Trail Reviews

5/5 (14)
User Avatar
Official Crew
inline-aa Icon
Visited: 10/29/2023

Recent snow storms have blanketed the trail creating dangerous driving conditions and rendering the trail impassable.
Visited: 07/10/2023
Difficulty Accuracy: Spot On

I went to the upper lakes and waterfall. It made all that work getting up there worth it. I went up on my Arctic Cat Wildcat trail . Rear is spooled, front locker, on 32s. The views are like you were flying in a plane. The lakes are pristine. I still found trash to pick up. I used my winch on most of the obstacles out of an abundance of safety on the way up. I actually needed it twice. Great directions and info on the trail description.
Rated 5/5
Visited: 07/07/2023

Made it up to Lake Como in an XJ with 35s and 2 lockers. 35s are the bare minimum I would take up here. Scraped axles and diffs many times. Tried taking Jaws 1 straight down the middle and landed on the transfer case skid plate. Ended up going high on Jaws 1 which was terrifying because of how tippy it was. Overall the obstacles weren't that difficult but there are spots that make your butt pucker. Jaws 1 and Tippy Spot are absolutely terrifying. The bypass on Jaws 2 makes it pretty mild and didn't feel that tippy or dangerous. Glad I ran the trail but I will gladly call it one and done. This trail has very little margin for error and is not for the faint of heart.
User Avatar
Official Crew
inline-aa Icon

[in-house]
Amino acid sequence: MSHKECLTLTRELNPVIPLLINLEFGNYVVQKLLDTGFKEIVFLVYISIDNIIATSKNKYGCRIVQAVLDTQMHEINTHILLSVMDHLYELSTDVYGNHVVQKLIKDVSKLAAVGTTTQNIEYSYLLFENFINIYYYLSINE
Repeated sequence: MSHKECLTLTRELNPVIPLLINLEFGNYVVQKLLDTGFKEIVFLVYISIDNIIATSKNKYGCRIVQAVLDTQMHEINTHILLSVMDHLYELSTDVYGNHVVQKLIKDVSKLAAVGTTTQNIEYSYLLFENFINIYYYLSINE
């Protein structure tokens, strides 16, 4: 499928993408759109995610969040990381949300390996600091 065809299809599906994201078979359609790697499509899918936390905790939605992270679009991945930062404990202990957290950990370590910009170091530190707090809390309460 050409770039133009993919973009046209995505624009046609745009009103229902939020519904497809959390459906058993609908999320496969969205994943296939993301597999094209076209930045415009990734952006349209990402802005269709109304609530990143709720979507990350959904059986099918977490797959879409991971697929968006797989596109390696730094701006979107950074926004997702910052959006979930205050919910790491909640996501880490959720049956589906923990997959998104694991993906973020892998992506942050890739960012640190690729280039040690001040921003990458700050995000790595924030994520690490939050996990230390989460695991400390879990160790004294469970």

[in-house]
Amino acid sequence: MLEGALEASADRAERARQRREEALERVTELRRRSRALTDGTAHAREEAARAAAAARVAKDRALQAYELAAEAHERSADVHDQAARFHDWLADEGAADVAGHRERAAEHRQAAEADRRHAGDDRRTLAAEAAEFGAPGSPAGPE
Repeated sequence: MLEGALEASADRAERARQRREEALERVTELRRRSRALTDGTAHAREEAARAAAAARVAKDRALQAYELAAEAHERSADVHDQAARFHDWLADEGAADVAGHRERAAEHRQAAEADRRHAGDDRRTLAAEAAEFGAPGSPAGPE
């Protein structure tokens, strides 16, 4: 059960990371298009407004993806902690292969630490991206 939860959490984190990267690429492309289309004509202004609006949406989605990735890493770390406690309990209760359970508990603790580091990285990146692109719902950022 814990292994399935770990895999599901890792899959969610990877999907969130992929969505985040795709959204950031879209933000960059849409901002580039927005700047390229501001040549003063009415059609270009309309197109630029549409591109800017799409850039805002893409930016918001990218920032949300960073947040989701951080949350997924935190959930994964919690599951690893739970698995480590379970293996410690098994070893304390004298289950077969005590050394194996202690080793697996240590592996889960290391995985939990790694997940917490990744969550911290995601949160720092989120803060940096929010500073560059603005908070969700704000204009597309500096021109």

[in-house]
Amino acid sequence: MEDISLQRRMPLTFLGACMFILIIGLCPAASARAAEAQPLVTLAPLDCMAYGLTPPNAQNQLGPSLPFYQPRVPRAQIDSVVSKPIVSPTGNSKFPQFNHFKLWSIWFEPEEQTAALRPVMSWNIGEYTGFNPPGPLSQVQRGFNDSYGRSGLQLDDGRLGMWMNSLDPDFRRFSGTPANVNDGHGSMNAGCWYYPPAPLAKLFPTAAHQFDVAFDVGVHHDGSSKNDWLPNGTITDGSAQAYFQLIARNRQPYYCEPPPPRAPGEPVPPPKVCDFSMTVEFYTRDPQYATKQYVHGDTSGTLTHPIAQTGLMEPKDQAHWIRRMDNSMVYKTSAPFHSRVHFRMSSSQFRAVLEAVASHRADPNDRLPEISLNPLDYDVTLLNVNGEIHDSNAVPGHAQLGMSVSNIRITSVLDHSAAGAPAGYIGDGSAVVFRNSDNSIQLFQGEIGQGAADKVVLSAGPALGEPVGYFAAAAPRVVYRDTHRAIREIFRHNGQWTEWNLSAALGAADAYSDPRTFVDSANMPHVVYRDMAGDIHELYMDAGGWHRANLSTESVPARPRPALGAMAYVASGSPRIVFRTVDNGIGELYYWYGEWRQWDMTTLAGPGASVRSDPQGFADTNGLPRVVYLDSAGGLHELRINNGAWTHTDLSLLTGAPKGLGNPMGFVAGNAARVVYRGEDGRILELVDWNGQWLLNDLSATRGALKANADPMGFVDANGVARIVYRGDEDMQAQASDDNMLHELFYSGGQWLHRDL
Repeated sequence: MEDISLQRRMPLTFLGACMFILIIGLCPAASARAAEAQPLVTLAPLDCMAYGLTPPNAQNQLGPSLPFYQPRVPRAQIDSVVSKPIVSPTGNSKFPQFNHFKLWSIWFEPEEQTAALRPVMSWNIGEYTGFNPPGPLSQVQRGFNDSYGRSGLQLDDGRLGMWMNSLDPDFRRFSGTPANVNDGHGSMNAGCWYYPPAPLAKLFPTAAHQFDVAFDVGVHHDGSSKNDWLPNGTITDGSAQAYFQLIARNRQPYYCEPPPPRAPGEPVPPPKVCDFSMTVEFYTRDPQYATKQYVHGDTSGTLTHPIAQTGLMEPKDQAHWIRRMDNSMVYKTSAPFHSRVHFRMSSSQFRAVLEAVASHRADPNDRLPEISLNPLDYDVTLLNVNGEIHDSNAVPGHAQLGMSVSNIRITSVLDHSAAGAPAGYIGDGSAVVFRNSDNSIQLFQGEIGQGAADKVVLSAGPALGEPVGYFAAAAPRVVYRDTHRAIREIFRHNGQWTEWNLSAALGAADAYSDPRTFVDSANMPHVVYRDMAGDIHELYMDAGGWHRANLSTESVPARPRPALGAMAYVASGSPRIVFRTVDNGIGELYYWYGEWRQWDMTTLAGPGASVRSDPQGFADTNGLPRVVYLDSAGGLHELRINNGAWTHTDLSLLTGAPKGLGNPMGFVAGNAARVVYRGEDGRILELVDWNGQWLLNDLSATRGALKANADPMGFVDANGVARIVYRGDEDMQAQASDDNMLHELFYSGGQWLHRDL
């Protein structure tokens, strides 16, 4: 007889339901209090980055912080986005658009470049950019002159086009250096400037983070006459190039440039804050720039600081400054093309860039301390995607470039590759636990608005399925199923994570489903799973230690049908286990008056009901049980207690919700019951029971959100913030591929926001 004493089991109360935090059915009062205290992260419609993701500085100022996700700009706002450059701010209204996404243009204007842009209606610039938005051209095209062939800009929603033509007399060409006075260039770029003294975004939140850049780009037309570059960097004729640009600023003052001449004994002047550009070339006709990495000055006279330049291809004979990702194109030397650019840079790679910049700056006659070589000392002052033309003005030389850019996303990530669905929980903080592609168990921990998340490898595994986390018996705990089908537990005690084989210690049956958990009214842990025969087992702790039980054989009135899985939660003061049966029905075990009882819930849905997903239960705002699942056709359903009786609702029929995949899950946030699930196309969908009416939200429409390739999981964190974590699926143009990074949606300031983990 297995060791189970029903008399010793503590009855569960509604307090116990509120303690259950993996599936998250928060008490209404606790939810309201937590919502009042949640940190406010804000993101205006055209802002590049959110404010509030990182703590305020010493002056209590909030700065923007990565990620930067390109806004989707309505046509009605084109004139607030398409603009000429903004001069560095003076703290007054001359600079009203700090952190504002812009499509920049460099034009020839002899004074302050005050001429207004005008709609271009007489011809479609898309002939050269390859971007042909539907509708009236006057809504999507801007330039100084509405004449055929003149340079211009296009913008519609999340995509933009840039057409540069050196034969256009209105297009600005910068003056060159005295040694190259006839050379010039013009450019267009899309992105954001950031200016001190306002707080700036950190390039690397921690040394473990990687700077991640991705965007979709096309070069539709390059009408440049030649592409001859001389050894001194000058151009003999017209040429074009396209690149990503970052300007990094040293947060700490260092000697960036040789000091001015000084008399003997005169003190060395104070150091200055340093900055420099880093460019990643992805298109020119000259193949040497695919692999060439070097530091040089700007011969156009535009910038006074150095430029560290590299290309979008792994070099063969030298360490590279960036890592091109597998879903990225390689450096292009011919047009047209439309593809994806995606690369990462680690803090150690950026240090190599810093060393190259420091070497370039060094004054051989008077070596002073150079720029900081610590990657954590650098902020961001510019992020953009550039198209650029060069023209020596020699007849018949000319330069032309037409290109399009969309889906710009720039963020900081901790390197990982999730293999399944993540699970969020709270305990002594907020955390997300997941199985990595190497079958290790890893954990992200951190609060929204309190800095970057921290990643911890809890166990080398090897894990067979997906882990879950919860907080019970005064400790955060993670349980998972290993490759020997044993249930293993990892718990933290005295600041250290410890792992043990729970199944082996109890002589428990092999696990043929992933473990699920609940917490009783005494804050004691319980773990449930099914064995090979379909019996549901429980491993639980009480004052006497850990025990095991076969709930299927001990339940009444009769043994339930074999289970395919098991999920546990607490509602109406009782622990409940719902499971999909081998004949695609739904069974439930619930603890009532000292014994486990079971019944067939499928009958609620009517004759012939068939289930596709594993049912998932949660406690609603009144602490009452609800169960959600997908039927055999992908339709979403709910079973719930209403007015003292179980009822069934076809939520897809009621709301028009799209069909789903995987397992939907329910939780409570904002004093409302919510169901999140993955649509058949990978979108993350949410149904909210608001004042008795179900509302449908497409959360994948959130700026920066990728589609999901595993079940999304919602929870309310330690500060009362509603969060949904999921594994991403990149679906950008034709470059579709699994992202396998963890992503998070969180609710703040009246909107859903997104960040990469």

Rated 5/5
Visited: 05/01/2022

Ran this today in a tacoma with 33"s and a locked rear. No snow, only made it up to jaws 2.5 ish before myself and my buddy chickened out. This trail is is definitely one of the more difficult trails I have run. Even though we didn't make it all the way we had an absolute blast.
Rated 5/5
Visited: 08/22/2021
Difficulty Accuracy: Spot On

I’ve been up this road three times in my “pretty much” stock 2014 JKU Rubicon. My jeep easily makes it to Jaws 1 where I always park. There are at least two nice parking spots there. The two major obstacles before Jaws 1 are the “hill” at 10,000 ft (big switchback to the east) and the mud holes at 5 miles. If you’re not in a Rubicon (with lockers, lift, etc) park at 10k below the hill. The mud holes have giant hidden boulders so beware. Otherwise, it’s a fun road and a good test for your Rubi. Note: This road is more commonly known as the “Como Lake Road” but the sign at the bottom says “Blanca Peak Road.”
Trail Review: Blanca Peak - Alan Ellis

From the Community

Start a free trial and get this level of detail on every trail guide
Start Free Trial